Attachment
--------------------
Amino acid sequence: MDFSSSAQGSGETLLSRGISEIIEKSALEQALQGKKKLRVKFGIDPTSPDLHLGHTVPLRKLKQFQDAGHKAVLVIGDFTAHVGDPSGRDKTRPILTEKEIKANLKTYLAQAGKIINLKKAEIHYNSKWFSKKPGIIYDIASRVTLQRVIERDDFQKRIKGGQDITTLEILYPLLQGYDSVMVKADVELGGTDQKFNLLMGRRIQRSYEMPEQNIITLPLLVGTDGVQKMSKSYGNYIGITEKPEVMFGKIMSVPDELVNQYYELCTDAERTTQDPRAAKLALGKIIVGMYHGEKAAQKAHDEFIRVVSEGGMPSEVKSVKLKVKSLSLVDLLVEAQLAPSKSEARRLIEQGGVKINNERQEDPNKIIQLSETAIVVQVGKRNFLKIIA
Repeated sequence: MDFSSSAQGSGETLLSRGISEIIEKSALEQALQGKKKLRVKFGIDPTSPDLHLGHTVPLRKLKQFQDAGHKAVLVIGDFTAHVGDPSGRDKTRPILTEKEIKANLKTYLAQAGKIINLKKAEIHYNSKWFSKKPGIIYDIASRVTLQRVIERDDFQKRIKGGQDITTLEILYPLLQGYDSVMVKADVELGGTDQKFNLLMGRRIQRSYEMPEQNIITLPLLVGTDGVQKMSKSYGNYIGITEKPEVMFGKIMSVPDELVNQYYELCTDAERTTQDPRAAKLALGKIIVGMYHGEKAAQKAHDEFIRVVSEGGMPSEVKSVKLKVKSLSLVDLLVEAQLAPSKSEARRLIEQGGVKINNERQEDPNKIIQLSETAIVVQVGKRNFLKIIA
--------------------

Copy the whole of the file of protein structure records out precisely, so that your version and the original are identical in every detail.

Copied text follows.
Amino acid sequence: MDFSSSAQGSGETLLSRGISEIIEKSALEQALQGKKKLRVKFGIDPTSPDLHLGHTVPLRKLKQFQDAGHKAVLVIGDFTAHVGDPSGRDKTRPILTEKEIKANLKTYLAQAGKIINLKKAEIHYNSKWFSKKPGIIYDIASRVTLQRVIERDDFQKRIKGGQDITTLEILYPLLQGYDSVMVKADVELGGTDQKFNLLMGRRIQRSYEMPEQNIITLPLLVGTDGVQKMSKSYGNYIGITEKPEVMFGKIMSVPDELVNQYYELCTDAERTTQDPRAAKLALGKIIVGMYHGEKAAQKAHDEFIRVVSEGGMPSEVKSVKLKVKSLSLVDLLVEAQLAPSKSEARRLIEQGGVKINNERQEDPNKIIQLSETAIVVQVGKRNFLKIIA
Repeated sequence: MDFSSSAQGSGETLLSRGISEIIEKSALEQALQGKKKLRVKFGIDPTSPDLHLGHTVPLRKLKQFQDAGHKAVLVIGDFTAHVGDPSGRDKTRPILTEKEIKANLKTYLAQAGKIINLKKAEIHYNSKWFSKKPGIIYDIASRVTLQRVIERDDFQKRIKGGQDITTLEILYPLLQGYDSVMVKADVELGGTDQKFNLLMGRRIQRSYEMPEQNIITLPLLVGTDGVQKMSKSYGNYIGITEKPEVMFGKIMSVPDELVNQYYELCTDAERTTQDPRAAKLALGKIIVGMYHGEKAAQKAHDEFIRVVSEGGMPSEVKSVKLKVKSLSLVDLLVEAQLAPSKSEARRLIEQGGVKINNERQEDPNKIIQLSETAIVVQVGKRNFLKIIA